More prison chaplains needed to reduce prison violence
Monday 9 July 2018
Australian Catholic University
The number of chaplains operating in Victorian prisons needs to be increased in order to provide spiritual and pastoral care of prisoners, ex-prisoner and their families.
Prisoner numbers have increased dramatically over the past decade, with 41,202 prisoners at 30 June 2017, up from 27,224, in 2007 and more funding is required to meet the increased demand for prison chaplains.
Prison authorities, prisoner families and former prisoners all report chaplains have a key role in preventing violence and maintaining prison calm as well as supporting prisoners and their families.
The presence of prison chaplains has been shown to reduce violence and rule-breaking in prisons and provide a calming influence on the prison atmosphere. Corrections Victoria describes the Prison Ministry as ‘being a safety valve to diffuse potentially violent situations’.
National chaplaincy figures are not kept. In NSW there are about 40 chaplains for 13,000 prisoners. In Victoria, where there has been a 70% increase in prisoner numbers, Corrections Victoria says it does not keep records on chaplaincy numbers; nine faith groups are funded and management of chaplains is devolved to them.
Australian Catholic University Professor Ruth Webber has studied prisons in Australia and the United States and is the author of a study on Catholic prison ministry in Victoria. She said the research shows those who attend religious services, confide in a chaplain or simply are in the presence of a chaplain are involved in fewer infractions such as disciplinary misconduct, rule violations and violence – whether or not they have religious faith.
Professor Webber’s research found chaplains were highly valued by prison authorities as well as by prisoners, former prisoners and their families.
‘They are extraordinarily respected and they provide a calming influence on the whole prison community. They diffuse anger. No one plays up when the chaplain is there,’ she said.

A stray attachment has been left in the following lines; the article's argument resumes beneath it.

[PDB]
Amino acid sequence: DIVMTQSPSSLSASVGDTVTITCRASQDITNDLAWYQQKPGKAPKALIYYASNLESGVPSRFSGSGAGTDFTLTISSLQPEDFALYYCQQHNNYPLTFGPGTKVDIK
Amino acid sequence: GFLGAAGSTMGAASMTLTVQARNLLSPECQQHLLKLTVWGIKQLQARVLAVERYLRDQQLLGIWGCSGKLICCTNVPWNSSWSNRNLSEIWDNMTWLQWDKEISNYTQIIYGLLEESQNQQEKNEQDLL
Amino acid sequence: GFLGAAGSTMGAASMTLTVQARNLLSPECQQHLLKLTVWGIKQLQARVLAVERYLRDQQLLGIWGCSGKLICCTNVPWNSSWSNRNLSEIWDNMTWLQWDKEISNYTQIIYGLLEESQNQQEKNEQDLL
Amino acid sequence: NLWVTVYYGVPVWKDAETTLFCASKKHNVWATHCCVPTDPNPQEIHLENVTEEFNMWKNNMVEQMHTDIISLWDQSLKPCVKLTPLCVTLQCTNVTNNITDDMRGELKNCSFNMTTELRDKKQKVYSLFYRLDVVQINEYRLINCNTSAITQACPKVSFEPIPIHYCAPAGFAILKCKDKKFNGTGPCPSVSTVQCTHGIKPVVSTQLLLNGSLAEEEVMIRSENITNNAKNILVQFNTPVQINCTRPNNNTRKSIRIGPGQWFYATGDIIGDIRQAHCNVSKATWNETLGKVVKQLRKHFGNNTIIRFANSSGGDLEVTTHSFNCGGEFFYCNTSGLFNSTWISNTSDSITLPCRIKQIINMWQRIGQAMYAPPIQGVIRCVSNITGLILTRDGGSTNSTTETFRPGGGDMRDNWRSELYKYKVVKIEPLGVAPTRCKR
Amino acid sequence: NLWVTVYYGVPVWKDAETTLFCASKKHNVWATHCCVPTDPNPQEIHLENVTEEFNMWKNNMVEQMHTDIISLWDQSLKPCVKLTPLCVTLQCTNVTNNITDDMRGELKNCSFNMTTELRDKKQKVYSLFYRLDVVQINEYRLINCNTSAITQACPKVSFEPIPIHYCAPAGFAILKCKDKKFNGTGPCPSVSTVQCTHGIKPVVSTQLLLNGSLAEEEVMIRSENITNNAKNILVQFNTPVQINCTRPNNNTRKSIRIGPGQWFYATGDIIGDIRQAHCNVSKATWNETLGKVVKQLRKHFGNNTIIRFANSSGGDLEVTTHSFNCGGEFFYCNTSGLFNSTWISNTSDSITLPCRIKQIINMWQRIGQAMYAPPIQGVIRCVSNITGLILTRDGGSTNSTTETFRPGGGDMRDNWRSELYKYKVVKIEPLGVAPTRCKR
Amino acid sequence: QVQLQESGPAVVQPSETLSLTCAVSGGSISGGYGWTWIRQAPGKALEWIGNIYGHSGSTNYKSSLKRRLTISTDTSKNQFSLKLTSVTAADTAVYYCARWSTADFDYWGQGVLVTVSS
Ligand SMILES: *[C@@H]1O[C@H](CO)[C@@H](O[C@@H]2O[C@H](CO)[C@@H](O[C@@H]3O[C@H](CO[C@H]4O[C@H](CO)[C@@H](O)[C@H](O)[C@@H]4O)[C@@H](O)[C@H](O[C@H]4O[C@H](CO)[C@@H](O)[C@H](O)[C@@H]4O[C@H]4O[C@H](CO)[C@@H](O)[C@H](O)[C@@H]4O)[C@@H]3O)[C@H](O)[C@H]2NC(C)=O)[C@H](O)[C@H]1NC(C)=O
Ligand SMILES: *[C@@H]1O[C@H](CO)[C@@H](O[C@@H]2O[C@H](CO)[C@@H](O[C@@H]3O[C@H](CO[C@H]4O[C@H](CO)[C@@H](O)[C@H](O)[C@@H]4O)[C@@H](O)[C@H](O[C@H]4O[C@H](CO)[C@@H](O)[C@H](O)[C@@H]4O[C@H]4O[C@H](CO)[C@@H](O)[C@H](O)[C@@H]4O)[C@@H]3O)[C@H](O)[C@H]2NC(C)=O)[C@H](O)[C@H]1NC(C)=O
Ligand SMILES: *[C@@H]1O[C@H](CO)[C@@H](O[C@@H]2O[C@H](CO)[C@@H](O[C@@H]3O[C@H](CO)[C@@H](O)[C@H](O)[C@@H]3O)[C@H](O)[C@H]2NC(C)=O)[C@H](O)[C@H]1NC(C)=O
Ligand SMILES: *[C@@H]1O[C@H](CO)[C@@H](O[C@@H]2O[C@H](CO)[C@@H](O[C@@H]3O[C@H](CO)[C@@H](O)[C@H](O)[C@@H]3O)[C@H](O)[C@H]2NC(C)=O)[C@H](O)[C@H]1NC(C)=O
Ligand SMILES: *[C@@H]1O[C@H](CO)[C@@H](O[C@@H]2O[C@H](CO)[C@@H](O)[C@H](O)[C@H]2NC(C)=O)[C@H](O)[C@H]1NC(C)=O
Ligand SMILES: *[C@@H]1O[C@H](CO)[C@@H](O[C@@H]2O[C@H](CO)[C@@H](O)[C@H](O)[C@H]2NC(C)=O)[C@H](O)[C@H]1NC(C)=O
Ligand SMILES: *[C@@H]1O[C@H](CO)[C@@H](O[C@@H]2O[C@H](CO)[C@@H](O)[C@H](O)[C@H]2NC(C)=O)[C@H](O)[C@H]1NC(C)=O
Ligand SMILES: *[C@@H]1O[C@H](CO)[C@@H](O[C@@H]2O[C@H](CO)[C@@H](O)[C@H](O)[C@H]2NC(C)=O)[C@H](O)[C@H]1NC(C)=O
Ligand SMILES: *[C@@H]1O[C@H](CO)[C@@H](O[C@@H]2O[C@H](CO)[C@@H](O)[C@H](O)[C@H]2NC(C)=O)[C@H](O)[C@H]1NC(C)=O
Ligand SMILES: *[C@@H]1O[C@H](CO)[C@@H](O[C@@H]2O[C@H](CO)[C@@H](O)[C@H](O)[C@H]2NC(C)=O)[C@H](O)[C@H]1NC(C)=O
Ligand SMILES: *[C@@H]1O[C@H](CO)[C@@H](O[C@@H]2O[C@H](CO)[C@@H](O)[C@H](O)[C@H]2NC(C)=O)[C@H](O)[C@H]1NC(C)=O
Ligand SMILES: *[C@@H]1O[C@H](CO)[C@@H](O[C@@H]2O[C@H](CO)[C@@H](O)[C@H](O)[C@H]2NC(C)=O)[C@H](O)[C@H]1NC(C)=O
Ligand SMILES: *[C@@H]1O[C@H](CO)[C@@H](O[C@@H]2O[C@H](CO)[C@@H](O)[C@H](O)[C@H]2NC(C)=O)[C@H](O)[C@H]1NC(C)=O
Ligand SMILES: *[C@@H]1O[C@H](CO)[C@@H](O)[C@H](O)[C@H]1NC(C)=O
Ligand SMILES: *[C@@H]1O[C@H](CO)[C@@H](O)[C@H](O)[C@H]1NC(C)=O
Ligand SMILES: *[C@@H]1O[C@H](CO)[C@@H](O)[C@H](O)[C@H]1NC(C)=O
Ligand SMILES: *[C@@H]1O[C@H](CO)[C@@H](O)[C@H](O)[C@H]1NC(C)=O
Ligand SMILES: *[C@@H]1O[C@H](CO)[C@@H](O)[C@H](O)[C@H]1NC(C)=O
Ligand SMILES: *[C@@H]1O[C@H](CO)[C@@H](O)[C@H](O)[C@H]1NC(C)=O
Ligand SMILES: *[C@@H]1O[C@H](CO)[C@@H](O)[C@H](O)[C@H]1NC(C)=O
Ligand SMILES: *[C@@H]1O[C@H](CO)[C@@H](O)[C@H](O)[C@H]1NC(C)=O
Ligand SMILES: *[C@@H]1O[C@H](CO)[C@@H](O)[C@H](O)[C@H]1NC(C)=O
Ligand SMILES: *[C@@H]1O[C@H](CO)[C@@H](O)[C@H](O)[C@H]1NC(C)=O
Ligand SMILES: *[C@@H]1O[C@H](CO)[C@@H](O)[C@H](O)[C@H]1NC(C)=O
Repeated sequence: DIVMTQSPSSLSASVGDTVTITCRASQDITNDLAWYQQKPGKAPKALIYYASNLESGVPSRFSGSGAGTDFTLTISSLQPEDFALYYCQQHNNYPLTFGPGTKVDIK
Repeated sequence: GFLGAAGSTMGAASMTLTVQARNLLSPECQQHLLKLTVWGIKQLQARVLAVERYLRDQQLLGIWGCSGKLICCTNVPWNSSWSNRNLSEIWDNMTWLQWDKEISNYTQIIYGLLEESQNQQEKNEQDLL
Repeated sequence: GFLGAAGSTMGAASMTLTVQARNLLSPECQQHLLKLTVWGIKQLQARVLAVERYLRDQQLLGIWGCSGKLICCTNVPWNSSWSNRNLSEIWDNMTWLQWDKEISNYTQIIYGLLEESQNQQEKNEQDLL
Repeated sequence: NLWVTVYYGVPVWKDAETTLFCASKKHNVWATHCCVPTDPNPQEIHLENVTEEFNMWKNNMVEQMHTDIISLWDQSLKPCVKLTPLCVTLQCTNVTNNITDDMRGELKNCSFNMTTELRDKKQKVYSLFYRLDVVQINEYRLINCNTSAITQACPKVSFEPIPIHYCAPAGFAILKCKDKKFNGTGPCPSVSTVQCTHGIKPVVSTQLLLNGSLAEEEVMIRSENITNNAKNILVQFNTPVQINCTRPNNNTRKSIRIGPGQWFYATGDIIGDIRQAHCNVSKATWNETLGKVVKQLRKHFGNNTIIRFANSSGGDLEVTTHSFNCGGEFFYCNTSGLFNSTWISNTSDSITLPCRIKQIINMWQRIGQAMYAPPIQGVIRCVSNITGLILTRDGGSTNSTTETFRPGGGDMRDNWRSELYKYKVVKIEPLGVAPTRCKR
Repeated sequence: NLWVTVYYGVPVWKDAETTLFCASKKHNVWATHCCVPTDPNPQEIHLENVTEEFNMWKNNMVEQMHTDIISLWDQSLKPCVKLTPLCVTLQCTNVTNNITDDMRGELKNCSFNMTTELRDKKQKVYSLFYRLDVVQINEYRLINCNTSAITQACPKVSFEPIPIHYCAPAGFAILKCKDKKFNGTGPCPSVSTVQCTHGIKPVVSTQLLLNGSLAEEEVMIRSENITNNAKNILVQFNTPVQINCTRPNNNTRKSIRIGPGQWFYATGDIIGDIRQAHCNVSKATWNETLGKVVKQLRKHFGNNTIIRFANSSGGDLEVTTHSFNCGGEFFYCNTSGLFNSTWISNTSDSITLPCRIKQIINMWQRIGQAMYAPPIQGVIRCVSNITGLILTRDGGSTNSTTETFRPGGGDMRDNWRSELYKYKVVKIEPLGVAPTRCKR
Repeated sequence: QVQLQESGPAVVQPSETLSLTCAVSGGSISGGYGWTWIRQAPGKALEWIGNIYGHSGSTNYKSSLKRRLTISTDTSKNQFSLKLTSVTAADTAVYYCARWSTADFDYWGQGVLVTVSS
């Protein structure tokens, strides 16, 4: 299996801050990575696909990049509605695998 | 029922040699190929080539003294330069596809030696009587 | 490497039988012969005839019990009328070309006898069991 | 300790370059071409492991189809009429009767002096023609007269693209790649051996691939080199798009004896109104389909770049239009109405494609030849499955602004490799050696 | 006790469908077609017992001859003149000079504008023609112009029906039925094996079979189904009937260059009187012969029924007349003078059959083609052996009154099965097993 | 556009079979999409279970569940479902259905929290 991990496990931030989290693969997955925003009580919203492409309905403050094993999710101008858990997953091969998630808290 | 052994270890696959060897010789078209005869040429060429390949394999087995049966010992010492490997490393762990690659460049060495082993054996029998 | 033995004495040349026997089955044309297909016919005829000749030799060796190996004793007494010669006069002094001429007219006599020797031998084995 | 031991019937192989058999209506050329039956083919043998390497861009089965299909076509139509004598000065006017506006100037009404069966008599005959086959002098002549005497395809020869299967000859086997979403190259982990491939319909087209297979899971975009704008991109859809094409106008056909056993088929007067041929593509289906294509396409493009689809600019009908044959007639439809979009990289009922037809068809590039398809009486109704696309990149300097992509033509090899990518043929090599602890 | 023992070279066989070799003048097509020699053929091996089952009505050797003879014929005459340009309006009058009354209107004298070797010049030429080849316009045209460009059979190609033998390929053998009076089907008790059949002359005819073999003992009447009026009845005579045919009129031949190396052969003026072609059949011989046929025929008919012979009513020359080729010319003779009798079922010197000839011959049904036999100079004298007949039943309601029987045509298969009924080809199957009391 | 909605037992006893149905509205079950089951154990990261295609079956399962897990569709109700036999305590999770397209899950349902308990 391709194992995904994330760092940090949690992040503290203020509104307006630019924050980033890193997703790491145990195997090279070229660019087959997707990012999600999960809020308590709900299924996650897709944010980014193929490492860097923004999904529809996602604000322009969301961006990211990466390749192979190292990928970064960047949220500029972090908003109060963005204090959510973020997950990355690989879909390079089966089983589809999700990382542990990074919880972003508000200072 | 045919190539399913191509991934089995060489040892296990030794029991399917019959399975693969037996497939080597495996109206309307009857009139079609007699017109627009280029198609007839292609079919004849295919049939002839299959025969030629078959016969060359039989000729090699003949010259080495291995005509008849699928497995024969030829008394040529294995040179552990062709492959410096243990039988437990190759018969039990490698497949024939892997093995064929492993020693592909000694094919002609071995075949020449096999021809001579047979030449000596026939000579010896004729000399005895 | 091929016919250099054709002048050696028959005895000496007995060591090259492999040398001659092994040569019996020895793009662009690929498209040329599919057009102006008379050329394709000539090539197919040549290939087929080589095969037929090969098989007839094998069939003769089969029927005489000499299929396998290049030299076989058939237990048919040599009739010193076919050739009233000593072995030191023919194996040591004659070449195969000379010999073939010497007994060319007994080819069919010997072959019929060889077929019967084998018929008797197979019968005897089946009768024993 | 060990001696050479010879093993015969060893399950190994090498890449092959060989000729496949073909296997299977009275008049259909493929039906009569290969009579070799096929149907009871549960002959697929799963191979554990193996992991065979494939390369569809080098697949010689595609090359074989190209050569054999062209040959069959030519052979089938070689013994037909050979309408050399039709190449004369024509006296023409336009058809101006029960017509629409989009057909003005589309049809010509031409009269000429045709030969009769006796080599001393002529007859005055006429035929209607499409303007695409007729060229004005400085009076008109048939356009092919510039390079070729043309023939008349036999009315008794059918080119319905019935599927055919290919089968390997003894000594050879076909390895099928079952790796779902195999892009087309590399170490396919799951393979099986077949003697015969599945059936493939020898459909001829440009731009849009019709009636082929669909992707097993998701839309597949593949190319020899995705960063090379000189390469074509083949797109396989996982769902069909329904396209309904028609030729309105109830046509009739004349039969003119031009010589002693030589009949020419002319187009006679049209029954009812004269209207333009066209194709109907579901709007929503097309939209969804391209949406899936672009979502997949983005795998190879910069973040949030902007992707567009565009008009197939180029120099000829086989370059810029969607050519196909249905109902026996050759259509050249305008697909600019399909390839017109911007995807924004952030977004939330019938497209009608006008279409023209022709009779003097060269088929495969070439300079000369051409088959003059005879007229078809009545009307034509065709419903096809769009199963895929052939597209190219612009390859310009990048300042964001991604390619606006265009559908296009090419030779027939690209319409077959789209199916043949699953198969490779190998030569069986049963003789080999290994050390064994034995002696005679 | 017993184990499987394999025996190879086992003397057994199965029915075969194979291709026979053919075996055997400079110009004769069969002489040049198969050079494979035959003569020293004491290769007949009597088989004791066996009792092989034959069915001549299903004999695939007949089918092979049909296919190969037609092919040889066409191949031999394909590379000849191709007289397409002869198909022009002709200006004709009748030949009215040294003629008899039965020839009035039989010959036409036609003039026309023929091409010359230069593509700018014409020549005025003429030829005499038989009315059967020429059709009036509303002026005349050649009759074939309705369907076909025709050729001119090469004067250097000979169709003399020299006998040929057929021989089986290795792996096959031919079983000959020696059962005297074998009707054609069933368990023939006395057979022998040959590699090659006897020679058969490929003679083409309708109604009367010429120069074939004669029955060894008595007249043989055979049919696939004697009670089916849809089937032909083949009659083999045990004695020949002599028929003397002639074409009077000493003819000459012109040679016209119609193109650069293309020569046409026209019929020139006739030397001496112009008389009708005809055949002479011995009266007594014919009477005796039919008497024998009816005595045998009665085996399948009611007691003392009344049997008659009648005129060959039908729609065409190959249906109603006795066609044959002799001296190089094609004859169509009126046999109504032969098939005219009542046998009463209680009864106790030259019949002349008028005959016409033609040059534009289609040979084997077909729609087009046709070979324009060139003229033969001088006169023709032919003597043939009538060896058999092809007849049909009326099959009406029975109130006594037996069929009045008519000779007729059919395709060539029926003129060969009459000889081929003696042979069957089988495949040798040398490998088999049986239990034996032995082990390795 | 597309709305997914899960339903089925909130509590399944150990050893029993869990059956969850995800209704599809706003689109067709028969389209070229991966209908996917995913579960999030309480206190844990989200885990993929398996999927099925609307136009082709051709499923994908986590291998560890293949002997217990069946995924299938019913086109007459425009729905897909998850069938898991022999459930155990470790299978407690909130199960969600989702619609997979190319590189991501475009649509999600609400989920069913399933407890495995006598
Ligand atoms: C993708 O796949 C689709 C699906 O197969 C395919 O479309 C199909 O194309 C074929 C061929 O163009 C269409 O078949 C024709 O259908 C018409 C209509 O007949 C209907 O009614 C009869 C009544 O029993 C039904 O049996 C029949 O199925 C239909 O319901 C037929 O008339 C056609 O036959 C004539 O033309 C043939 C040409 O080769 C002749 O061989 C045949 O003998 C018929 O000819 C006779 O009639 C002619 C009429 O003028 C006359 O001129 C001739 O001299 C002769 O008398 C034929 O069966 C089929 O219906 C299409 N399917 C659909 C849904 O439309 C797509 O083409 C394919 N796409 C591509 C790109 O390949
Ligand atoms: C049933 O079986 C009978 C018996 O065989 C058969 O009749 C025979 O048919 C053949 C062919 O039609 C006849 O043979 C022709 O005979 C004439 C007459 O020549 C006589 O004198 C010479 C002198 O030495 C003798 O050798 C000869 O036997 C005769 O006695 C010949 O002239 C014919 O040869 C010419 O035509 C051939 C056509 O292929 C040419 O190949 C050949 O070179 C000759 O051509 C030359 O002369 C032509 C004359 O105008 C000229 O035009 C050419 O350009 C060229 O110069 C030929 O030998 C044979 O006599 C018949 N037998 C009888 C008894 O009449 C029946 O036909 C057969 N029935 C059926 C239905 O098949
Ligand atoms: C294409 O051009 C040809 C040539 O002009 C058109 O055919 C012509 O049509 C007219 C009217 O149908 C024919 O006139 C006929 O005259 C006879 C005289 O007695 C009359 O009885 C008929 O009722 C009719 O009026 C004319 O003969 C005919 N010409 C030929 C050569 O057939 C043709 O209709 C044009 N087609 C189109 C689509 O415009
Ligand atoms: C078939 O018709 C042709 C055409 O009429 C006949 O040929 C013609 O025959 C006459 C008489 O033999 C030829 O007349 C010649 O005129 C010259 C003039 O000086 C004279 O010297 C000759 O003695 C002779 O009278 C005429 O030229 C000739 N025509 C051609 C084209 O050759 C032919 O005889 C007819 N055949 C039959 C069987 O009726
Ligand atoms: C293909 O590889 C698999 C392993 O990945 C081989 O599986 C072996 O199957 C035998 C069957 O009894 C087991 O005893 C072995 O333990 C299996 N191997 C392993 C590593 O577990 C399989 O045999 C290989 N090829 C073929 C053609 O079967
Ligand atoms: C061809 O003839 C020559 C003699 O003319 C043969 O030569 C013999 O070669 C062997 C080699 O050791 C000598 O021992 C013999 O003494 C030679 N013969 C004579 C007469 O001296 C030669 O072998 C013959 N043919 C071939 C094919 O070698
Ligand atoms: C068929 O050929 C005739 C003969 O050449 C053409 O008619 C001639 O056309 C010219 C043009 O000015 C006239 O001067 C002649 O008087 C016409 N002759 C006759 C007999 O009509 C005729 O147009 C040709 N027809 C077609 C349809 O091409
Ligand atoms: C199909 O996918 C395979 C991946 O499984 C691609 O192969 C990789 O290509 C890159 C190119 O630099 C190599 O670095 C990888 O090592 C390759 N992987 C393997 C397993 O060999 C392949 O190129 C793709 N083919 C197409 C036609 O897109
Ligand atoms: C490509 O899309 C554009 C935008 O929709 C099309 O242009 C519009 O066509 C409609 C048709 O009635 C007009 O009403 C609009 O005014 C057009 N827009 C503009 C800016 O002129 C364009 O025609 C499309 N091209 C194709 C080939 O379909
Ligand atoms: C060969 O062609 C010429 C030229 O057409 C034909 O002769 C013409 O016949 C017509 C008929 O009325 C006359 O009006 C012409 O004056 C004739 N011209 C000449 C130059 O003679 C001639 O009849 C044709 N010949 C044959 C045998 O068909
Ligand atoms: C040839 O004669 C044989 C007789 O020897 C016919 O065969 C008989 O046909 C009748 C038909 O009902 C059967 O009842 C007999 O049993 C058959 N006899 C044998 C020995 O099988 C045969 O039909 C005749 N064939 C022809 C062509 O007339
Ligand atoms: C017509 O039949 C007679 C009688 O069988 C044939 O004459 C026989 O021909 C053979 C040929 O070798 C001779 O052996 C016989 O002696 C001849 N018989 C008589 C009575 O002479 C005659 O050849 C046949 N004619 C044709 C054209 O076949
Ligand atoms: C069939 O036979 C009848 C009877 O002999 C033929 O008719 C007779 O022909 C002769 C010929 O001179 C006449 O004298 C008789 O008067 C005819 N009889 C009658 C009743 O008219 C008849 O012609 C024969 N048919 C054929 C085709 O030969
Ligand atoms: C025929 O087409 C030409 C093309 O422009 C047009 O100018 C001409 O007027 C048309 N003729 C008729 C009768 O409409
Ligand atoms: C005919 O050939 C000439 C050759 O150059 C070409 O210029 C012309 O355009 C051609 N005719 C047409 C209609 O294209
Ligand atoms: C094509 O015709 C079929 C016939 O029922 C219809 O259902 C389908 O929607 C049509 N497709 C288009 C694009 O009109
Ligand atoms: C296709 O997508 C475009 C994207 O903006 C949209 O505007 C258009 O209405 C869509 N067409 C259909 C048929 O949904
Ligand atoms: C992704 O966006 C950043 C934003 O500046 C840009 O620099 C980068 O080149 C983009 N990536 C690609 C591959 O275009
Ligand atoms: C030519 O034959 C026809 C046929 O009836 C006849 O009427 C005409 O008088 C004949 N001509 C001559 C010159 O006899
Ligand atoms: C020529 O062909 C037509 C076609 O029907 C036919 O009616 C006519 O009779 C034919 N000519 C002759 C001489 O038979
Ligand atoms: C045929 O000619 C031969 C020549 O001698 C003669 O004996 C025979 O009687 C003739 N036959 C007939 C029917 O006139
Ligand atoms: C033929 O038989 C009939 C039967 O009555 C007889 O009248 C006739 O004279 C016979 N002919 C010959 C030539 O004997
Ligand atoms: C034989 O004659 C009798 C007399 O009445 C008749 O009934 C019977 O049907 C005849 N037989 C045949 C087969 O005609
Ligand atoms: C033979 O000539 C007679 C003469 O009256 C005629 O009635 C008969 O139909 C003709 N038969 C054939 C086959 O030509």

Professor Webber said prisoners supported by chaplains also have less risk of depression and self-harm.
‘The chaplain is the only person a prisoner can talk to in confidence who doesn’t have to report what’s been said – unless a crime is about to be committed or there’s a risk of self-harm. To have one person who you can talk to who will be non-judgemental can really change the experience of prison.’
Another important role is in supporting the families of prisoners, a role which often falls between the cracks if there is no chaplain around. Professor Webber gave the example of one case where a man visiting from a non-English speaking country was imprisoned in Victoria. His family, located in his home country, did not know where he was and he could not contact them from the prison because it required an international call. The chaplain arranged for someone to contact the family, translate a message from the prisoner and set up calls with the prison.
Chaplains also prepare prison families for visits and release and help prisoners with practical and emotional issues from filling in forms to accompanying them to court if they have no one else to support them.
Some prisoners find or rediscover faith or religious interest through contact with prison chaplains. Others just regard them as a person to talk to. For those without faith, attending services may provide a peaceful space, a relief from boredom or just a chance to enjoy the tea and biscuits afterwards.
But Professor Webber said the advantages of contact with chaplains in reducing violence and depression occurred whatever the prisoners’ motivations.
Chaplains offer pastoral care to any prisoners when requested, regardless of whether that prisoner has nominated a religious affiliation upon reception to prison.
Academic research on whether chaplaincy programs or religious involvement while in prison reduces recidivism is inconclusive. However, Dr Webber’s research does show that chaplains can help prisoners reintegration into the community, through maintaining family ties and a sense of hope. Chaplains also connect newly-released prisoners with supportive parishes and sometimes can help them find work.
Professor Webber said volunteer visitors also play a role in supporting prisoners but they do not have the extensive training or formal position to provide the kind of support chaplains offer.